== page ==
The Friday Face-Off: Peace is Poor Reading

Welcome to The Friday Face-Off, a new weekly meme here at Books by Proxy. Join me every Friday as I pit cover against cover, and publisher against publisher, to find the best artwork in our literary universe.

The Powder Mage Trilogy  


Bloodsounder’s Arc

Welcome to the Friday Face-Off where this week we’re comparing covers which feature war. Having far too many books to choose from, for this particular battle I’ve decided to do something a little different and pit trilogy against trilogy!… it just so happens it’s also the perfect plot to post as many gorgeous covers as possible!

The Powder Mage Trilogy by Brian McClellan, which is published by Orbit, and Bloodsounder’s Arc by Jeff Salyards, which is published by Night Shade Books, both feature three amazing covers from a multitude of artists with blood, battles and atmosphere by the cannon-full. So take a look and see which trilogy comes out on top this week!

The Powder Mage Trilogy – Orbit

Promise of Blood

Artwork by Gene Mollica and Michael Frost

Powder Mage 2

The Crimson Campaign

Artwork by Gene Mollica and Michael Frost

Powder Mage 3

The Autumn Republic

Artwork by Gene Mollica and Michael Frost

Bloodsounder’s Arc – Night Shade Books

Scourge of the Betrayer

Artwork by J.K. Woodward

Bloodsounder's Arc 2

Veil of the Deserters

Artwork by Michael C. Hayes

Bloodsounder's Arc 3

Chains of the Heretic

Artwork by Michael C. Hayes

| The Friday Face-Off: Winner |

The Bloodsounder’s Arc trilogy features some gorgeous artwork by some very talented artists. With two out of three covers featuring battles, and all three covers featuring weaponry, this trilogy well and truly fits the bill for this week’s Face-Off. With artwork by Michael C. Hayes, the cover for Veil of the Deserters is particularly striking and a definite favourite. The illustrative style is incredibly detailed and the eye-catching pink works surprisingly well to set off the battle scene. All three covers also have a fantastic cohesive typeface which is instantly recognisable across the board. Jeff Salyards most definitely has three covers he can be proud of – and which I’m determined to get my hands on immediately!

Despite the wonderful covers from Night Shade Books, it’s The Powder Mage Trilogy by Brian McClellan which soars to the top this week. With three photographic illustrations, along with an eye-catching typeface, this trilogy of covers tie together beautifully well. Dark, gritty and distinctive; the smoke and light which surrounds the central figure creates an incredibly evocative atmosphere that plays across each scene – whether on the throne or on the battlefield. Though I love the differences which mark each cover in Salyard’s trilogy, the cohesive style of The Powder Mage Trilogy really captures my imagination and just tips the scales in McClellan’s favour.

Which trilogy of covers wins your vote this week? Do you have a particular favourite?

The Powder Mage Trilogy 

Amazon | The Book Depository | Goodreads

Bloodsounder’s Arc

Amazon | The Book Depository | Goodreads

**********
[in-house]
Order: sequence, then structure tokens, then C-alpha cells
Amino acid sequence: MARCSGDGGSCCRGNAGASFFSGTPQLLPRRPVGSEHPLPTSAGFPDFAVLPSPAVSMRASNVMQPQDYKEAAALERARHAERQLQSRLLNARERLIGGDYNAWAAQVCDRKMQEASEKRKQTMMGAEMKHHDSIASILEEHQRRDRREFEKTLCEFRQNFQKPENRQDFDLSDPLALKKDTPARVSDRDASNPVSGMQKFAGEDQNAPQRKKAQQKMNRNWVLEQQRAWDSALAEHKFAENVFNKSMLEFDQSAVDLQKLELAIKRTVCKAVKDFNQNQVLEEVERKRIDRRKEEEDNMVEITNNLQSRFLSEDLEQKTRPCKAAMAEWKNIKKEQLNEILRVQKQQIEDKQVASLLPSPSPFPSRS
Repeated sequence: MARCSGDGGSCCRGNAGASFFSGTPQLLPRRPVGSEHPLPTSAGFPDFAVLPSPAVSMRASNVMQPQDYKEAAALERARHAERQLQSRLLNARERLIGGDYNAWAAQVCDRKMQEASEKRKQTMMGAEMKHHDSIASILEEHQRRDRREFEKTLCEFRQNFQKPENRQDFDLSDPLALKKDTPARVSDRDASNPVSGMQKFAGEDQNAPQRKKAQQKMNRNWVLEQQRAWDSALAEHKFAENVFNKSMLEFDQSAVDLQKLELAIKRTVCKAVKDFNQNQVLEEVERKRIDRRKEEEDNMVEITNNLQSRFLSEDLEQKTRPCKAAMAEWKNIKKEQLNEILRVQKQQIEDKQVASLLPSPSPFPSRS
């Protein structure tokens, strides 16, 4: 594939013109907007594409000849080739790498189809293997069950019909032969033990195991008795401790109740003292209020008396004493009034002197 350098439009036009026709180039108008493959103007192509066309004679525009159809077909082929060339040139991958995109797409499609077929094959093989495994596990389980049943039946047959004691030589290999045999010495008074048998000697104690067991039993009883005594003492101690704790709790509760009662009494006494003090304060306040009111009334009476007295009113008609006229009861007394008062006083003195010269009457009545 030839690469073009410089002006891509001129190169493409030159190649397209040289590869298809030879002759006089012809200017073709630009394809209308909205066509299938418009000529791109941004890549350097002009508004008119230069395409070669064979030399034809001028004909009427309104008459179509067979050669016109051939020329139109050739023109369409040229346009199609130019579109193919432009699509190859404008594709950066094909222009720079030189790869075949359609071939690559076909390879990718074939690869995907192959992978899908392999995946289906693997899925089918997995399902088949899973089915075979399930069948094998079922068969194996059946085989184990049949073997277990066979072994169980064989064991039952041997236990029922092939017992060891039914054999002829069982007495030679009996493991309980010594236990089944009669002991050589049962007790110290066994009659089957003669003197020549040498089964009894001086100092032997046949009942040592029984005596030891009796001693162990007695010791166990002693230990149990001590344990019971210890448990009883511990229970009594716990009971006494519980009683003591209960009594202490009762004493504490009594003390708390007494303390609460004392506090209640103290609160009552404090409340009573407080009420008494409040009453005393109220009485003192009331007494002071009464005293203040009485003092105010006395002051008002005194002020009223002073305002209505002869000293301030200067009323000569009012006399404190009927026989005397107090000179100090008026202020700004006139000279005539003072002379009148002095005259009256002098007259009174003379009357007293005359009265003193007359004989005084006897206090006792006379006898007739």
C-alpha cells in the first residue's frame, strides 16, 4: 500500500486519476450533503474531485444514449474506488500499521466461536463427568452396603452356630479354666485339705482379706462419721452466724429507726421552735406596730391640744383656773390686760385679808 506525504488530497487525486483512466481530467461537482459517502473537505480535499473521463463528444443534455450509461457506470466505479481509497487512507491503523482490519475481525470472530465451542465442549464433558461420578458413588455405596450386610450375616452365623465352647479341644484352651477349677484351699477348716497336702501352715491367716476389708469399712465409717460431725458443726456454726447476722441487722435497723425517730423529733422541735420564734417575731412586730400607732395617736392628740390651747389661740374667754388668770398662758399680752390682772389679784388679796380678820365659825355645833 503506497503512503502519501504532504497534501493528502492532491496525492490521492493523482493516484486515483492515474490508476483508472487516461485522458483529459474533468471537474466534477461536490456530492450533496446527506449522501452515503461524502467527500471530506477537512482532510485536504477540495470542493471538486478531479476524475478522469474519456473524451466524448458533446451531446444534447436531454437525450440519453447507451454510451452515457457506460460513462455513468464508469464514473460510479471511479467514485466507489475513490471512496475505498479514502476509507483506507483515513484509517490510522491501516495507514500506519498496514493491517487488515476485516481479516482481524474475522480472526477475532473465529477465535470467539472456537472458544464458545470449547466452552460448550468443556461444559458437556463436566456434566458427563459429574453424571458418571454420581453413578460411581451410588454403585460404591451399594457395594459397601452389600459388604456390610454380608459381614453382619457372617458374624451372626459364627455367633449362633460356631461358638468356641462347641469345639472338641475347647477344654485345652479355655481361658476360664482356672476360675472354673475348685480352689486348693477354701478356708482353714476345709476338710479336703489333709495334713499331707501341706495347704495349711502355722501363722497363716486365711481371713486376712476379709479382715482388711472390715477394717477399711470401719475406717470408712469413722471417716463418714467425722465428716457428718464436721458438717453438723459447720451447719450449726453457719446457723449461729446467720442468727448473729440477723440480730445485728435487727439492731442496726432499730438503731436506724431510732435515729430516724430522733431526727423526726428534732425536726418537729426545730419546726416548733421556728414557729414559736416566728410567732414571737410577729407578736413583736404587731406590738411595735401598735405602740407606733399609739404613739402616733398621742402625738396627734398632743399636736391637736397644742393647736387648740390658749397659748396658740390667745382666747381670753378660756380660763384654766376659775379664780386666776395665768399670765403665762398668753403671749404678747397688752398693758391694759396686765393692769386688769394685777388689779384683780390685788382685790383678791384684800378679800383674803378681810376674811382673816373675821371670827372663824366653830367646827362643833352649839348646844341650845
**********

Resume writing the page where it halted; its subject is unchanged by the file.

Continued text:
Post LinksNext Friday’s theme is: Metropolis

A cover which features a city

Remember to check The Friday Face-Off Feature Page for upcoming themes

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The Monthly Round-Up: February 2016

Welcome to The Monthly Round-Up. Join me as I look back on the past month to see which books I’ve read, the reviews I’ve posted, the goals I’ve completed and my all important Book of the Month!

| Books Read |

February 8

February has flown by in a torrent of amazingly bloody, beautiful and brilliant books. I only managed a respectable eight but every single one of them was fantastic – I expect that there won’t be less than a four star review amongst them! I may have completely ignored my goals of the month but never mind! February was a blast. It also featured a book so good it required its own rating!

Here’s the run down of the books I devoured last month:

| 1. |

The Tiger and the Wolf by Adrian Tchaikovsky

| 2. |

The Palace Job by Patrick Weekes

| 3. |

Broken Banners by Mark Gelineau and Joe King

| 4. |

Promise of Blood by Brian McClellan

| 5. |

The Grim Company by Luke Scull

| 6. |

Legend by David Gemmell

| 7. |

The Copper Promise by Jen Williams

| 8. |

Dragon Hunters by Marc Turner

Book of the Month

Promise of Blood

by Brian McClellan

| February Goals |

To finish NOS4R2 and Emma before the month is out!

Status: Incomplete (I haven’t even picked one of them up!)


And to really challenge myself to be organised…

To post every day in February

Status: Incomplete (22 of 29 days Complete)

| Goals for 2016 |

Goodreads 2016 Reading Challenge: 18/100 Books Read (18%)

Status: +8% in February

| Reviews Posted |



Promise of Blood by Brian McClellan

5 Stars

The Thief by Claire North

Faith and Moonlight by Mark Gelineau and Joe King

The Tiger and the Wolf by Adrian Tchaikovsky

The Long Way to a Small, Angry Planet by Becky Chambers

Rosemary and Rue by Seanan McGuire

three point five

Annihilation by Jeff VanderMeer

Rising Tide by Rajan Khanna

| Other Posts From February |

The Monthly Round-Up: January 2016

The Month Ahead: February 2016

Cover Reveal: Spiderlight by Adrian Tchaikovsky